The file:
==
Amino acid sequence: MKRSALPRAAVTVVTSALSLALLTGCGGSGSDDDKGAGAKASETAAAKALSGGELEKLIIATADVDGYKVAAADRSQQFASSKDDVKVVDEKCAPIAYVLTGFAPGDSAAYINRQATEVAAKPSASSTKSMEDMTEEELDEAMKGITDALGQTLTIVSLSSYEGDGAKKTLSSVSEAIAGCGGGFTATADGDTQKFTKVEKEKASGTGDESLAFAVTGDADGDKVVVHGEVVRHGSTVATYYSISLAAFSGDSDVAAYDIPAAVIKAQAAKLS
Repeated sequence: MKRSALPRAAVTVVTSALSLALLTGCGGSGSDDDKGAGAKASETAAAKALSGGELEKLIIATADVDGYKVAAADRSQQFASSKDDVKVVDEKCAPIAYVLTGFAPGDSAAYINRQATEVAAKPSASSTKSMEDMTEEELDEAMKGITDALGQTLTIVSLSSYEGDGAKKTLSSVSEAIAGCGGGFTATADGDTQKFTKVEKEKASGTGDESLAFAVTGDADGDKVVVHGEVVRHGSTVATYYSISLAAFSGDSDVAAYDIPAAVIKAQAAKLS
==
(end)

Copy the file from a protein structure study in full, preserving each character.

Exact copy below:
Amino acid sequence: MKRSALPRAAVTVVTSALSLALLTGCGGSGSDDDKGAGAKASETAAAKALSGGELEKLIIATADVDGYKVAAADRSQQFASSKDDVKVVDEKCAPIAYVLTGFAPGDSAAYINRQATEVAAKPSASSTKSMEDMTEEELDEAMKGITDALGQTLTIVSLSSYEGDGAKKTLSSVSEAIAGCGGGFTATADGDTQKFTKVEKEKASGTGDESLAFAVTGDADGDKVVVHGEVVRHGSTVATYYSISLAAFSGDSDVAAYDIPAAVIKAQAAKLS
Repeated sequence: MKRSALPRAAVTVVTSALSLALLTGCGGSGSDDDKGAGAKASETAAAKALSGGELEKLIIATADVDGYKVAAADRSQQFASSKDDVKVVDEKCAPIAYVLTGFAPGDSAAYINRQATEVAAKPSASSTKSMEDMTEEELDEAMKGITDALGQTLTIVSLSSYEGDGAKKTLSSVSEAIAGCGGGFTATADGDTQKFTKVEKEKASGTGDESLAFAVTGDADGDKVVVHGEVVRHGSTVATYYSISLAAFSGDSDVAAYDIPAAVIKAQAAKLS